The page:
John (yes2yay@yahoo.com) is a carpenter and activist from Ithaca.

First, a very important point to clarify. You, Judge Jokl, have heard several witnesses testify they engaged in “civil resistance.” This term has a specific meaning. It means taking actions that are legal, not illegal. We are upholding laws, not breaking them. Civil disobedience is trying to change laws. Civil resistance is upholding the law. We proudly claim our actions were civil resistance. Please understand this clearly. 

We have heard testimony from several defendants that not only does current applicable law authorize their actions on June 28, but that current applicable law requires them to be there. They were acting from their constitutional responsibilities as citizens. And from their clear obligations under human law. We have shown beyond any doubt that we were acting legally. We have shown the laws are clear and binding and that they apply in this courtroom.

First let me speak to the operative laws themselves. As has been brought out, there are clear and binding laws that make every act of aggression by every nation a crime. These laws didn’t arise because some naive idealists got in a room and decided this would be a good idea.  

These laws arose out of World War II, the closest we humans ever came to committing suicide. The lesson we humans learned was that we must somehow keep powerful nations from perpetrating acts of aggression, for our continued survival depends on this. All other questions of law in all countries of the world are subordinate to this need.  

 


On April 23, 2011, Pakistani women rally against the US drone strikes
in tribal areas in Peshawar, Pakistan. AP Photo

All nations, our nation among them, publicly swore they would never, ever commit acts of aggression, for any reason and legally bound themselves to these laws through the UN Charter and the Geneva Conventions. They are still and always in effect, despite the illegal practices of any government.

 

In the Nuremburg trials, we humans began to formulate another layer of protection against acts of aggression. The Nuremburg tribunals declared that all citizens are legally obligated to assure their own government acts legally. In the trial of Nazi judges at Nuremburg, all judges were specifically required to uphold overarching human laws, even in domestic courts. These several overarching laws are known as customary human law. The first and most important is that acts of aggression are always illegal. 

To be clear, all domestic internal questions of law, everywhere, are subordinate to customary human law, especially the prohibition on the use of force. We can easily see that this requirement is even more important for those of us who are citizens in strong nations. In weak nations, if the government breaks the law of aggression, the strong nations can force that government to follow the laws. When strong nations break the law of aggression, any attempt by other nations to enforce the law will result in a major war, which is what the laws are designed to avoid. Law-abiding citizens of strong nations, with support from their domestic judicial system, are the only means of enforcing these crucial laws without resorting to war.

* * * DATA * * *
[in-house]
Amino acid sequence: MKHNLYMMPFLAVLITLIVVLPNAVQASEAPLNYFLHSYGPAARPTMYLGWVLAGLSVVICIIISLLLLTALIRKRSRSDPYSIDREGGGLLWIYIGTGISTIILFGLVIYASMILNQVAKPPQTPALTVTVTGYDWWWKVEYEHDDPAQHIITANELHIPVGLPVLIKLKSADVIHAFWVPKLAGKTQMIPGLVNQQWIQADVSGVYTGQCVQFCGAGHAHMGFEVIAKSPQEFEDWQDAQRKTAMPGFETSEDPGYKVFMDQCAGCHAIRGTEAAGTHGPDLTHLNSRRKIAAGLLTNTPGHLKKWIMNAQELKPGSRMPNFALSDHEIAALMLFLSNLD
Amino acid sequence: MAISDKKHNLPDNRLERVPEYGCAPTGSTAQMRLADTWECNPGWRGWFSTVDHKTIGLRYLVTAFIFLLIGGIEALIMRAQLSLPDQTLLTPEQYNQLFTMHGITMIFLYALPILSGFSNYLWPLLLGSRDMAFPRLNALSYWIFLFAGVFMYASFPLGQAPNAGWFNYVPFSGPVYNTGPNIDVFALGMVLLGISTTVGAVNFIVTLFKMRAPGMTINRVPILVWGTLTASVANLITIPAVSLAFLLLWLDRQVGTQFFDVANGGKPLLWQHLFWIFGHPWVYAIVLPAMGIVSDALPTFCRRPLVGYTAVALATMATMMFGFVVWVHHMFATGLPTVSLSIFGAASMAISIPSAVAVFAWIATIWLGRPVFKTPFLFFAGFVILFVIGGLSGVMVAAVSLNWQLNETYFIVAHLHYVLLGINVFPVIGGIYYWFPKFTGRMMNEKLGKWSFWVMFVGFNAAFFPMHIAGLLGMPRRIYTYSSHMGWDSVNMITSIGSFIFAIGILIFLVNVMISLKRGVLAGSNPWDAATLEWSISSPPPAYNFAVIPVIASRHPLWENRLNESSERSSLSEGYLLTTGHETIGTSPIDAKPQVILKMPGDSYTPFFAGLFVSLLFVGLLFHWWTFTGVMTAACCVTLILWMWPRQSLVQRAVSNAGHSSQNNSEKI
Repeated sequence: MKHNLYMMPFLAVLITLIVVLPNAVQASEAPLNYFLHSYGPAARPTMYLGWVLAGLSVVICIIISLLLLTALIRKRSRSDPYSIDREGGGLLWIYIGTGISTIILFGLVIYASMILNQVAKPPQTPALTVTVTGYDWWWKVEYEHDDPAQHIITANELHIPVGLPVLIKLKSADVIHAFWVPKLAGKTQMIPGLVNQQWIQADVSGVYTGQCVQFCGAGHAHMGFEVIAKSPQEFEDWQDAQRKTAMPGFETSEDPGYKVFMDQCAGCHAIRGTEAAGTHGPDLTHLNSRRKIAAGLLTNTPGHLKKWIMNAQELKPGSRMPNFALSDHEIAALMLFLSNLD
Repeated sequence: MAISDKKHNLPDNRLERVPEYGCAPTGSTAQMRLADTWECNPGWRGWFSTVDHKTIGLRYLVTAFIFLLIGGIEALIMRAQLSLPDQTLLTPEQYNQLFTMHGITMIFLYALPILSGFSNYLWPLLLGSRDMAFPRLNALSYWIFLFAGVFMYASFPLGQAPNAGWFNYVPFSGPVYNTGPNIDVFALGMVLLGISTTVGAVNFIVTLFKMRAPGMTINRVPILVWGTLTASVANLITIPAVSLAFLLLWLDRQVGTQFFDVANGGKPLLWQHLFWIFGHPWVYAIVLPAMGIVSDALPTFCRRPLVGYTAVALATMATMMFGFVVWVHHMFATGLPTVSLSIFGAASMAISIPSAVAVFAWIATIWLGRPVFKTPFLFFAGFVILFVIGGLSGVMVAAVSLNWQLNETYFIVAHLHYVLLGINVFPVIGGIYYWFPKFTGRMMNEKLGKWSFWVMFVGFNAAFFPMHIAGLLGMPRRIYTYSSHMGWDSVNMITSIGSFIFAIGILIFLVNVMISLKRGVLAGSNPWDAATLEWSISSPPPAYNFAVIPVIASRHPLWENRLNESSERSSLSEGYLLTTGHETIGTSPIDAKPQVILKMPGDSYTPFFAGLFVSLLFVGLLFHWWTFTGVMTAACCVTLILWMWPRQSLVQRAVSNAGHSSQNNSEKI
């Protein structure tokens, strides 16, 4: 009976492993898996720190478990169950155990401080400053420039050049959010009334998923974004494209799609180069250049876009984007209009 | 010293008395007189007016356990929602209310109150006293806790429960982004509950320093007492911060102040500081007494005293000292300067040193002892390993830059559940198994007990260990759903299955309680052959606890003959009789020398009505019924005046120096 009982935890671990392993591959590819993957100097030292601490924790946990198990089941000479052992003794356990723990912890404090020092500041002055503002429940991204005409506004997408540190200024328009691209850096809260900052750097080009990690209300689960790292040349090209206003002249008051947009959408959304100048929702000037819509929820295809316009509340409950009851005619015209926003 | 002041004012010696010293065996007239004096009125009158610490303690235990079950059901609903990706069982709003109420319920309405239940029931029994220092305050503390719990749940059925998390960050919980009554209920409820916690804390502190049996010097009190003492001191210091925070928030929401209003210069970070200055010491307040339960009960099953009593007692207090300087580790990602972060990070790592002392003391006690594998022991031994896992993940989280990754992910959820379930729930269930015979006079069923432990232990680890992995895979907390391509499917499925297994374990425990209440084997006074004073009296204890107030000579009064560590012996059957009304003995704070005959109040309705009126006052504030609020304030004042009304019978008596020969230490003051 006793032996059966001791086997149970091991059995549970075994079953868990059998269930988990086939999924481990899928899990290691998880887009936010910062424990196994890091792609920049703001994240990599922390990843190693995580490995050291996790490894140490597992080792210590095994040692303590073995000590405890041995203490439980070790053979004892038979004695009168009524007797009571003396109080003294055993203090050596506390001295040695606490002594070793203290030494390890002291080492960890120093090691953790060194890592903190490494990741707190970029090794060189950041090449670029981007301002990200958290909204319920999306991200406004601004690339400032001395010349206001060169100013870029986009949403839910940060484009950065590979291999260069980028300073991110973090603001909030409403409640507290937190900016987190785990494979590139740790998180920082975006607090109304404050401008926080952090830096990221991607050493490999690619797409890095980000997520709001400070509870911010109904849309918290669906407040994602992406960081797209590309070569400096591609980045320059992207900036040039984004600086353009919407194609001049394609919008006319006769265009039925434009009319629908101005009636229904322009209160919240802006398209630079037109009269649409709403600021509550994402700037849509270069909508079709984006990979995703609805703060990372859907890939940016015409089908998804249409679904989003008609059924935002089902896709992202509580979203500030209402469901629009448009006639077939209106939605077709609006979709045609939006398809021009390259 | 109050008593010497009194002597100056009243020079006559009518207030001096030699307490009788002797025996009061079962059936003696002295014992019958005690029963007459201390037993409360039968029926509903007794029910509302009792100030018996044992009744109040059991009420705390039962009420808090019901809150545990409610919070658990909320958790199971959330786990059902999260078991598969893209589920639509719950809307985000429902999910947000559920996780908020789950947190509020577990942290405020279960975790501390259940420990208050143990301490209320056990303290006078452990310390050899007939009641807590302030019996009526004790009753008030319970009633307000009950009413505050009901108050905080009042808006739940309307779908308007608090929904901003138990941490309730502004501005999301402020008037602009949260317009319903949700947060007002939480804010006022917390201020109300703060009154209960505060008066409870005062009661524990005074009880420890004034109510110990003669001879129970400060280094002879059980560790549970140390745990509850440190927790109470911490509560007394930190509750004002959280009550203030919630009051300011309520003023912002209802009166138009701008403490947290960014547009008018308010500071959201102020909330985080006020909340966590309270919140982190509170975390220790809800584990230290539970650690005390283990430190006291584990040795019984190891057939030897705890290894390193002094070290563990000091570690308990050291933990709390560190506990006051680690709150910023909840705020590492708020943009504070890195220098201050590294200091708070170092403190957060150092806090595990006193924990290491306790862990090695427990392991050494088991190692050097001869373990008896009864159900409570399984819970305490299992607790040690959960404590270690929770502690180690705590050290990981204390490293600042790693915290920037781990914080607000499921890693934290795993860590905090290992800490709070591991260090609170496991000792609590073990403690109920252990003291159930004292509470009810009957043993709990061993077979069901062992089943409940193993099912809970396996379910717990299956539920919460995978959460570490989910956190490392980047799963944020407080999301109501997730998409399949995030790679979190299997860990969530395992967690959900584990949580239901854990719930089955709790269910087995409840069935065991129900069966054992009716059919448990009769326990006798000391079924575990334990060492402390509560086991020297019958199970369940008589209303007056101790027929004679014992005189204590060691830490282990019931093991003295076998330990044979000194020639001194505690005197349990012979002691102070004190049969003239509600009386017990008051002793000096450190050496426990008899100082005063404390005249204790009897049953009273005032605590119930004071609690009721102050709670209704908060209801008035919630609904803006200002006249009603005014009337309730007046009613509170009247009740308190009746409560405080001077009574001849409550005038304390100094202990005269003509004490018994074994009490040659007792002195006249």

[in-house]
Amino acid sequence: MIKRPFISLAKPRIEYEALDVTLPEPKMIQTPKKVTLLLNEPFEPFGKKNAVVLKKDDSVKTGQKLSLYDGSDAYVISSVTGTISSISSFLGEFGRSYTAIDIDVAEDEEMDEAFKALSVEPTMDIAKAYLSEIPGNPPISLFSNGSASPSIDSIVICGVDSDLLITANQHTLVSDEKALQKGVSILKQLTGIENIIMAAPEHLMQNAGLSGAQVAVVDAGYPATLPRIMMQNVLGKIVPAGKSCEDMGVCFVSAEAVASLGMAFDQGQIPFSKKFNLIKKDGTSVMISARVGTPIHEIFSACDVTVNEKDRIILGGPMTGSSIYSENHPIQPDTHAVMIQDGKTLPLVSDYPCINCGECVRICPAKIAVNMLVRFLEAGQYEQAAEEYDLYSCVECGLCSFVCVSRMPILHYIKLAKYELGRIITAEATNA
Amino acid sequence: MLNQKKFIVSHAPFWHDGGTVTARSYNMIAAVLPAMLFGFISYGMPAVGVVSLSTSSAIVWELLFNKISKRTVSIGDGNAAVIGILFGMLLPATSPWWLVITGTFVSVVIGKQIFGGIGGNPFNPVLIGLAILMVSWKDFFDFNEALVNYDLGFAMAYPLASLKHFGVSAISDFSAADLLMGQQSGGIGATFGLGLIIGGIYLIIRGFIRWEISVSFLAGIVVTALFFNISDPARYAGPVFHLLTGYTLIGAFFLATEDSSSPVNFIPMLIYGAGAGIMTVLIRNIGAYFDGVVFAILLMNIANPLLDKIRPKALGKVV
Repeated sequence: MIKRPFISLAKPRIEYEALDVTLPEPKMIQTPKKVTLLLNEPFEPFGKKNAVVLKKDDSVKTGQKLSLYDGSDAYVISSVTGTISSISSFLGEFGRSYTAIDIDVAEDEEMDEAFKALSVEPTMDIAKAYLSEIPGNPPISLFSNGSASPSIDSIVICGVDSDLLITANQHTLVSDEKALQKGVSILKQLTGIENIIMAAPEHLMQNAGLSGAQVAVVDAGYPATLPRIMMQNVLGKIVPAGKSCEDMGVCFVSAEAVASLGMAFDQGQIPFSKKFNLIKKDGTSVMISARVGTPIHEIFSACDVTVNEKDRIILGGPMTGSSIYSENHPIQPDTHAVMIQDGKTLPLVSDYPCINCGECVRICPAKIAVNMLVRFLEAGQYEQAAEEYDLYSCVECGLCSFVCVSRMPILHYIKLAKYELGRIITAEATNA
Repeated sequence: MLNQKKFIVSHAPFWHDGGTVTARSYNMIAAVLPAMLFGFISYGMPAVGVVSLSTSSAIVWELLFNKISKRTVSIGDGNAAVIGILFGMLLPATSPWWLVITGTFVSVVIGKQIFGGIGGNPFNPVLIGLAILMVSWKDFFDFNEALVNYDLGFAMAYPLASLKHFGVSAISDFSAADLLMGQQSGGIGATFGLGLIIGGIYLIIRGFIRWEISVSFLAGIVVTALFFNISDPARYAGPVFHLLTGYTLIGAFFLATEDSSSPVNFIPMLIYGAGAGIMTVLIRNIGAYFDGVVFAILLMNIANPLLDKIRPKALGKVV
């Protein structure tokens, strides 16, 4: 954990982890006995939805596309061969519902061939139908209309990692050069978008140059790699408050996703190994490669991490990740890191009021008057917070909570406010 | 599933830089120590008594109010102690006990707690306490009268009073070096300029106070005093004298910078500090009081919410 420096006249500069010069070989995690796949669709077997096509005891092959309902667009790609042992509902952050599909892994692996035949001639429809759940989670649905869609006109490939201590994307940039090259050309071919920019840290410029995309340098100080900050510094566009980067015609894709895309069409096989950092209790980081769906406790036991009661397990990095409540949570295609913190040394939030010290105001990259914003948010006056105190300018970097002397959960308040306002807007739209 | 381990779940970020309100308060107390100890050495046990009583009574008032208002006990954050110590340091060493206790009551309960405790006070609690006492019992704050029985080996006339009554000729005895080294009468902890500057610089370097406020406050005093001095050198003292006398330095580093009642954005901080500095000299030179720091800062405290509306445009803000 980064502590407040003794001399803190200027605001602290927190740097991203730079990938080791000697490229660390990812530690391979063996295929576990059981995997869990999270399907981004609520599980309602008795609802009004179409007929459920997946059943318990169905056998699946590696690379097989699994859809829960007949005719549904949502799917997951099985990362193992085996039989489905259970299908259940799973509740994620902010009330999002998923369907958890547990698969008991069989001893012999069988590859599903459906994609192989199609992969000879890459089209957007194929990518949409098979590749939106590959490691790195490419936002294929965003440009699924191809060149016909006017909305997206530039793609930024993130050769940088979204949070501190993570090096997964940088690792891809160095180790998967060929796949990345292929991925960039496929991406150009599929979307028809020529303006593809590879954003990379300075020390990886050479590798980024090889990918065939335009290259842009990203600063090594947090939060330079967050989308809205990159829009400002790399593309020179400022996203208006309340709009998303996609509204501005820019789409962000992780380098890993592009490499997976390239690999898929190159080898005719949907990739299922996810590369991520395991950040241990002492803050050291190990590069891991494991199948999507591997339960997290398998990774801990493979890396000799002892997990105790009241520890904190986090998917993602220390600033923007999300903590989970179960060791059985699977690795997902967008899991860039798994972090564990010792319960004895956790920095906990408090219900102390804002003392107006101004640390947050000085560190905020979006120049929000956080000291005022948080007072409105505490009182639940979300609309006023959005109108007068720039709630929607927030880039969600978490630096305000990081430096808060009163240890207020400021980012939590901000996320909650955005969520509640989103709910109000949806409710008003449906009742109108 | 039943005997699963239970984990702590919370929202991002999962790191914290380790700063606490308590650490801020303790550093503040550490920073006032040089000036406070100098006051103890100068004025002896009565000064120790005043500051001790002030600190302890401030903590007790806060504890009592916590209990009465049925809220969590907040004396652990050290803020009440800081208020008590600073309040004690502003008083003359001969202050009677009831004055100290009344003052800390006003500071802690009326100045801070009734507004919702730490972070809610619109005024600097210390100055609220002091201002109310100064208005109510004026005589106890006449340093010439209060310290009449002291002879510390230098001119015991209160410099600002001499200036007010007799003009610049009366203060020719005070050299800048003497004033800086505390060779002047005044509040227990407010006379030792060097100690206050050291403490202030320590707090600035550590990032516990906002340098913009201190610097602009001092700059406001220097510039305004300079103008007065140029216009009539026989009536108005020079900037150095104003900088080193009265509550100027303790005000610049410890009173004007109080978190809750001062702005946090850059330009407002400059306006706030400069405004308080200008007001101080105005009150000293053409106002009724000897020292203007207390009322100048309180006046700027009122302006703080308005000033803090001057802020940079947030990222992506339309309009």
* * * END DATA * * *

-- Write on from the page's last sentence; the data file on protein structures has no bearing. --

These laws clearly bind you, but we recognize you question our legal analysis.

There have been other times in our history when important laws have been ignored by judges, which holds a useful parallel for the case at hand tonight. The 13th, 14th, and 15th amendments prohibit discrimination by race everywhere in the US. Yet, for decades, judges ignored these laws. The result was a shameful chapter in our history. Extra-judicial murder—lynching—went not only unpunished, but even worse, was ignored by the courts.

Tonight, Sergeant Moynihan testified he was bound only by NYS laws, not the US Constitution. This is exactly what happened in Alabama and other Southern states. The cops, prosecutors, and judges claimed they were acting lawfully under local and state law when they were acting in complete violation of the US Constitution. It follows that Sergeant Moynihan’s claims that his order to disperse is lawful under NYS law does not necessarily make it binding on US citizens, who have the full protections, rights, and responsibilities of the Constitution.  

Today, we are in another shameful chapter of US history. The Reaper drone attacks engaged in and supported from Hancock are clearly illegal. We have factual and comprehensive documentation of both the laws and the crimes we are discussing, but we have not been asked or allowed to provide them. We offer still to provide our citizen’s indictments to the court.

Extra-judicial murder —human lynching—is occurring in your jurisdiction, judge. There are bodies hanging on the trees in East Molloy Road.  

To continue the historical parallel, judges of the time in the South simply couldn’t conceive that these supreme laws actually applied in their courtroom. The ideology of white supremacy kept judges from recognizing their legal responsibilities under the law. Today, the ideology of US supremacy guides judicial activism, the tendency to ignore clear laws, in many courtrooms. 

The ideology of American supremacy, that the US is somehow separate and above the law, does not release you from customary human law. Citing national security does not release you. There is no exception anywhere, for you, for me, for anyone from this overarching legal certainty: acts of aggression are always and everywhere illegal, and must not be ignored by the courts. Extra-judicial murder must be called out and stopped. Human lynching must end.  

We ask that you take a bold step tonight to end international lynching, not in some backwood Alabama town in 1912, but here in your jurisdiction, in DeWitt in 2012. We ask you to find us not guilty of the charges.

It is the task of our generation to strengthen, not weaken, these overarching legal certainties upon which our common human future depends. We must act to strengthen, not weaken, human-wide agreements. We must do this here and now, as our contribution to a safer world, and for our children’s future.

Close